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For Ga. Immigrant, Ruling Offers ‘Hope For Many Dreamers’

Jessica Colotl, an illegal immigrant and student at Kennesaw State University, is pictured during an interview by a reporter inside her lawyer's office, Thursday, April 28, 2011, in Atlanta. Colotl was arrested last year after a traffic stop and threatened with deportation only to have her case deferred for a year to allow her to finish her coursework. (AP Photo/John Amis)
Jessica Colotl, an illegal immigrant and student at Kennesaw State University, is pictured during an interview by a reporter inside her lawyer's office, Thursday, April 28, 2011, in Atlanta. Colotl was arrested last year after a traffic stop and threatened with deportation only to have her case deferred for a year to allow her to finish her coursework. (AP Photo/John Amis)
Credit John Amis / Associated Press file

A federal judge in Atlanta ruled in favor of a Georgia immigrant Monday, ordering the federal government to reinstate her temporary protection from deportation.

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Last month, federal immigration officials stripped Jessica Colotl, 29, of her protection under Deferred Action for Childhood Arrivals, a program for young people brought into the country illegally as children.

In Monday’s order, U.S. District Judge Mark H. Cohen wrote that lawyers for the federal government were “unable to provide the Court the actual reason for the decisions to terminate Plaintiff’s DACA status and deny her renewal application.”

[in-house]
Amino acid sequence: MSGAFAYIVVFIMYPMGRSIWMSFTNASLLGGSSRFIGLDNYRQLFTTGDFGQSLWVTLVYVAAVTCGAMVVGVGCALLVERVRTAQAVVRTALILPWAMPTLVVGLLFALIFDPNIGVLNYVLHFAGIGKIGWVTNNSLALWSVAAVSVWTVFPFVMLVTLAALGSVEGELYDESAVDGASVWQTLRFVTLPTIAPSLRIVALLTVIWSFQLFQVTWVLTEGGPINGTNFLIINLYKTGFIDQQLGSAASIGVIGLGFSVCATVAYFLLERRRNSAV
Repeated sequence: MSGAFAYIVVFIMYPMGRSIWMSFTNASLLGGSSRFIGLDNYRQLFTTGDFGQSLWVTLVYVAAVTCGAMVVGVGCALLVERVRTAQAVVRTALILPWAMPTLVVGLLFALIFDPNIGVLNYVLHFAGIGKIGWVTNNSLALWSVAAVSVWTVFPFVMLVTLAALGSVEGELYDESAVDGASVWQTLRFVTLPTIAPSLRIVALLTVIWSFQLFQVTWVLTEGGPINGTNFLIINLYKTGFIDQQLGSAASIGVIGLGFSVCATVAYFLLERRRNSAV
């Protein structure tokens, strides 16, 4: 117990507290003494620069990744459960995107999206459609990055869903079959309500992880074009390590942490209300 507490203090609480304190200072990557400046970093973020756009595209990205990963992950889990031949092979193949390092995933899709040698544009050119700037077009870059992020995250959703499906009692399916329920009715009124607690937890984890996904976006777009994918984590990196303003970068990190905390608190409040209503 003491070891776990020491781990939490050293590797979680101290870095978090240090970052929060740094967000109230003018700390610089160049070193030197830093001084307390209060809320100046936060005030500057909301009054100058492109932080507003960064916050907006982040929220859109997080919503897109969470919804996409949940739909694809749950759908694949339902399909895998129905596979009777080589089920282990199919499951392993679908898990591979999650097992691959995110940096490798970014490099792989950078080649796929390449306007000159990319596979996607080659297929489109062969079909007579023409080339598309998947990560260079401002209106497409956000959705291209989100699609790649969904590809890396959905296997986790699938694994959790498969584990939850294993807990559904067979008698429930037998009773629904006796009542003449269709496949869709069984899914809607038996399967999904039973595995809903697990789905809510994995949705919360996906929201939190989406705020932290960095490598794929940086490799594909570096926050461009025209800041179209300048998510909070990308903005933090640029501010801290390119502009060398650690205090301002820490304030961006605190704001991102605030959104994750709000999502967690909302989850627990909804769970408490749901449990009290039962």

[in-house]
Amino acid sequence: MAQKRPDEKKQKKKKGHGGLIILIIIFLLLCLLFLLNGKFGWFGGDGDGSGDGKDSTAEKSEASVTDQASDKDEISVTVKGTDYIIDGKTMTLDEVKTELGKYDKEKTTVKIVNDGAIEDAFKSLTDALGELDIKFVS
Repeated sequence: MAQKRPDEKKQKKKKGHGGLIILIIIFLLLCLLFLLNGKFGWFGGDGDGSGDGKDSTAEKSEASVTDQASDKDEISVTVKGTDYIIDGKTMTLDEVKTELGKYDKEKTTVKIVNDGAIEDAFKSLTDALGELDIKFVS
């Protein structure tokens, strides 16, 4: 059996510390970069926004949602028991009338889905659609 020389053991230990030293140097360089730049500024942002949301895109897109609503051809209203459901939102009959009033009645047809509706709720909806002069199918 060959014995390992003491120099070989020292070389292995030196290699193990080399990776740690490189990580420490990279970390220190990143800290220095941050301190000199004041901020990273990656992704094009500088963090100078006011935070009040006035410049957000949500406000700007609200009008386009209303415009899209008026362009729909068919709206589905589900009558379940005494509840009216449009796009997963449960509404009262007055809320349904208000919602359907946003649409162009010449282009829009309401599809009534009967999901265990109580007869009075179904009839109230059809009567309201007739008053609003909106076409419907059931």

Colotl, who was brought to the U.S. from Mexico when she was 11, said she’s relieved by the judge’s ruling for herself, and for other young people brought into the country illegally as children who are often referred to as “dreamers.”

“It makes me happy to know that there is hope for many dreamers out there and that we can continue fighting together so we can live in the country that we’ve called home for so many years,” she said.

The U.S. Department of Justice declined to comment on the judge’s ruling.

The judge ordered the government to review its decision to terminate Colotl’s DACA status as well as her application to renew DACA.

At the time her status was revoked, a spokesperson for U.S. Immigration and Customs Enforcement said last month that Colotl had made a false statement to law enforcement in 2011, which counted as a felony conviction for immigration purposes. Colotl had entered a pretrial diversion program and her charges were later dropped.

In court filings, lawyers for the federal government then said the incident did not count as a felony conviction.

Colotl’s laywer, Charles Kuck, said he believes the case will affect other DACA cases.

“I believe this case actually sets the standard for [U.S. Citizenship and Immigration services] going forward in, one, following its own rules, but also ensuring that other DACA recipients who may be treated unjustly like Jessica won’t be afraid to go to court and to exercise their rights under the law,” Kuck said.

Colotl, who works in Kuck’s office as a paralegal, said she’s looking forward to going back to work, since DACA gives her authorization to work.

“I’m so thankful that I’m getting my work permit back and, essentially, getting my life back to being normal,” Colotl said.